The leaves and root of Urtica dioica, Linné (Nat. Ord. Urticaceae). Common in Europe and the United States. Dose, 20 to 40 grains.
Common Names: Nettle, Stinging Nettle.
Principal Constituents.—A volatile oil, tannic and gallic acids, and probably formic acid.
Preparation.—Specific Medicine Urtica. Dose, 1/2 to 20 drops.
Specific Indications.—Excessive mucous discharges; choleraic discharges; profuse gastric secretion, with eructations and vomiting; eczema of infants.
Action and Therapy.—External. Contact with growing nettle produces an intense stinging, probably due to an unorganized ferment in the hairs of the plant, though by some formic acid is believed to be the irritating substance. A lotion of Specific Medicine Urtica, 2 fluidrachms; Rose Water, enough to make 2 fluidounces, is reported to have been effective in stubborn eczema of the face and scalp. The crusts should first be removed by means of olive oil and asepsin soap. Its internal use should accompany its external application.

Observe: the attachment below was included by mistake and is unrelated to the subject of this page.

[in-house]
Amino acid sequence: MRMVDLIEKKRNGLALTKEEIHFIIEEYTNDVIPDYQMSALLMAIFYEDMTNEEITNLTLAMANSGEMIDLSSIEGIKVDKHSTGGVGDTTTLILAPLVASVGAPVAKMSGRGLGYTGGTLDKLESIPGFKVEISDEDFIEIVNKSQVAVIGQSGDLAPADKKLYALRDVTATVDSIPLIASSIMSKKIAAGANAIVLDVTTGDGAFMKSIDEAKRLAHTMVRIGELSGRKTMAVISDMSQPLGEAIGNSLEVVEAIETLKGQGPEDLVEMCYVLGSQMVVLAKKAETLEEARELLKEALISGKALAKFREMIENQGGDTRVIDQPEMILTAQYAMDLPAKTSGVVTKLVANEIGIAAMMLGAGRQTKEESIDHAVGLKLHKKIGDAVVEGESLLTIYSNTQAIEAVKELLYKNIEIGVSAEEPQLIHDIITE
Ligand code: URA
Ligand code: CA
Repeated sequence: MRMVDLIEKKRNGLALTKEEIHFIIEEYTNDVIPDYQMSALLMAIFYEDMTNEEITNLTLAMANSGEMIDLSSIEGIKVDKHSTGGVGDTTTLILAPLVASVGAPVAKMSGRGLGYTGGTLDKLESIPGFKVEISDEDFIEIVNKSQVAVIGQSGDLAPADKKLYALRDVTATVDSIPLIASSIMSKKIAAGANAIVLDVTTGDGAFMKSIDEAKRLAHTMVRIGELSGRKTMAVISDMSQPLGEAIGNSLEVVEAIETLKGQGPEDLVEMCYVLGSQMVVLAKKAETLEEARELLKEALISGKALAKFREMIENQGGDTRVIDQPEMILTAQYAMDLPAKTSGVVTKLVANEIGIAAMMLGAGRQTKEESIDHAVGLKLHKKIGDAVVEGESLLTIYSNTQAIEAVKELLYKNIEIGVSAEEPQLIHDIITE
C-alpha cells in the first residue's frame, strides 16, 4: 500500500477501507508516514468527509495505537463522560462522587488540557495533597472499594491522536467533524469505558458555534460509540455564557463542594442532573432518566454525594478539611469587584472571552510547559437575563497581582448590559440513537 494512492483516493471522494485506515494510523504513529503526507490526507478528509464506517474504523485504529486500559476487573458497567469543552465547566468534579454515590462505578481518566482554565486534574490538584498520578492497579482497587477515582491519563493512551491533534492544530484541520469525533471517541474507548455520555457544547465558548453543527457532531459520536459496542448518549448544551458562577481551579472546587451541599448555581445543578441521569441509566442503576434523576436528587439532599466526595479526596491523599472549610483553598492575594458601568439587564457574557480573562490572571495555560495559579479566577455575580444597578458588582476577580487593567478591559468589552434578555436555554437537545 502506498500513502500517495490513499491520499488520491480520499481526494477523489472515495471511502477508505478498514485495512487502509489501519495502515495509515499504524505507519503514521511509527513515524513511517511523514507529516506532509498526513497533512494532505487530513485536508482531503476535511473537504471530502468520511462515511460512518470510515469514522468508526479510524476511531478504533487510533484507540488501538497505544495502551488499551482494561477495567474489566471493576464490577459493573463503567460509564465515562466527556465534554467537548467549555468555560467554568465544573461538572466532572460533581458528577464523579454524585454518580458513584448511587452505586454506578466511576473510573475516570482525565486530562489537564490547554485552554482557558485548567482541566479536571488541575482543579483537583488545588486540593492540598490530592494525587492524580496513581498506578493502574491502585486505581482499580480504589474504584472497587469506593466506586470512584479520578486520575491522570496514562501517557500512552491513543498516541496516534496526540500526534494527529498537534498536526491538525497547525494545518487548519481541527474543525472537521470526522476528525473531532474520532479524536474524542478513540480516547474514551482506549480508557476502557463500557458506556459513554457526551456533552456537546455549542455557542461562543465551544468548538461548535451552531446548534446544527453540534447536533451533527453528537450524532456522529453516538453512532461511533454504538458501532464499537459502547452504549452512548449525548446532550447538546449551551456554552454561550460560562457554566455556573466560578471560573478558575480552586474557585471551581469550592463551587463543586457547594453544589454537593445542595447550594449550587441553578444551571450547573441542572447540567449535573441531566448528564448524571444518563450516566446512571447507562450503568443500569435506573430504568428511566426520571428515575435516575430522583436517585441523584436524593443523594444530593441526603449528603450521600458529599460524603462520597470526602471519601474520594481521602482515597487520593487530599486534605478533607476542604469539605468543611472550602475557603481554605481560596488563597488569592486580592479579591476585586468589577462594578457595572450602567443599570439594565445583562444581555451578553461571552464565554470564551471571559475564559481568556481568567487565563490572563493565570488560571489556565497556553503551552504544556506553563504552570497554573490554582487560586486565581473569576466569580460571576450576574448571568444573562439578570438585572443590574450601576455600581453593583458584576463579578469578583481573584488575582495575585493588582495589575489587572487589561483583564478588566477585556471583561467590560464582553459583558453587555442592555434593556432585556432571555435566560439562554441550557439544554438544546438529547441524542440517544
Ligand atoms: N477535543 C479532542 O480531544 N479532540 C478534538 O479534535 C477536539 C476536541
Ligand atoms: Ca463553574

Internal. Profuse choleraic and excessive mucous discharges, as in cholera infantum and dysentery, are reputed to have been controlled by urtica, while it also has a restraining effect in gastric affections with excessive gastric secretion, and eructations, and vomiting. Chronic cystitis, with large mucous diuresis, is also asserted to have been benefited by it.
The Eclectic Materia Medica, Pharmacology and Therapeutics, 1922, was written by Harvey Wickes Felter, M.D.